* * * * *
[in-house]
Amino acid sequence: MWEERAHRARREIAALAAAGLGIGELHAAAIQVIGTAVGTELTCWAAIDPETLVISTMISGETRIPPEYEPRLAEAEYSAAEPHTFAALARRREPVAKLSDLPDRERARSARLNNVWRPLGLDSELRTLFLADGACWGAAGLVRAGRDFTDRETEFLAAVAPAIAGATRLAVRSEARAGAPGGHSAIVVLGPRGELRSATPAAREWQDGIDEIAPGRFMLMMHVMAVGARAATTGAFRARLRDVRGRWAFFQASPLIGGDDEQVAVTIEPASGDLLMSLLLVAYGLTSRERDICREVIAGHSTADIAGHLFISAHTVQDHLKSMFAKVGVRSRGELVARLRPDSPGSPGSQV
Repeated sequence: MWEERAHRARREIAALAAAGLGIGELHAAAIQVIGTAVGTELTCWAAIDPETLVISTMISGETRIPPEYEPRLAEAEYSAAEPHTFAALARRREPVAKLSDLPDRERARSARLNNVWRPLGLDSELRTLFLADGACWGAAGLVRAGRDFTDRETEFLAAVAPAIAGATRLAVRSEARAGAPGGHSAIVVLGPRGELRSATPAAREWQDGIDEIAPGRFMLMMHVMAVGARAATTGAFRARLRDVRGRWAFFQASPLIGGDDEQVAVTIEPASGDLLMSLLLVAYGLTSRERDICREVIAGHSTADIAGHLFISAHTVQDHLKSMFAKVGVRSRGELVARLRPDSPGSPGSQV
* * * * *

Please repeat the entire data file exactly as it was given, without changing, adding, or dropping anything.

[in-house]
Amino acid sequence: MWEERAHRARREIAALAAAGLGIGELHAAAIQVIGTAVGTELTCWAAIDPETLVISTMISGETRIPPEYEPRLAEAEYSAAEPHTFAALARRREPVAKLSDLPDRERARSARLNNVWRPLGLDSELRTLFLADGACWGAAGLVRAGRDFTDRETEFLAAVAPAIAGATRLAVRSEARAGAPGGHSAIVVLGPRGELRSATPAAREWQDGIDEIAPGRFMLMMHVMAVGARAATTGAFRARLRDVRGRWAFFQASPLIGGDDEQVAVTIEPASGDLLMSLLLVAYGLTSRERDICREVIAGHSTADIAGHLFISAHTVQDHLKSMFAKVGVRSRGELVARLRPDSPGSPGSQV
Repeated sequence: MWEERAHRARREIAALAAAGLGIGELHAAAIQVIGTAVGTELTCWAAIDPETLVISTMISGETRIPPEYEPRLAEAEYSAAEPHTFAALARRREPVAKLSDLPDRERARSARLNNVWRPLGLDSELRTLFLADGACWGAAGLVRAGRDFTDRETEFLAAVAPAIAGATRLAVRSEARAGAPGGHSAIVVLGPRGELRSATPAAREWQDGIDEIAPGRFMLMMHVMAVGARAATTGAFRARLRDVRGRWAFFQASPLIGGDDEQVAVTIEPASGDLLMSLLLVAYGLTSRERDICREVIAGHSTADIAGHLFISAHTVQDHLKSMFAKVGVRSRGELVARLRPDSPGSPGSQV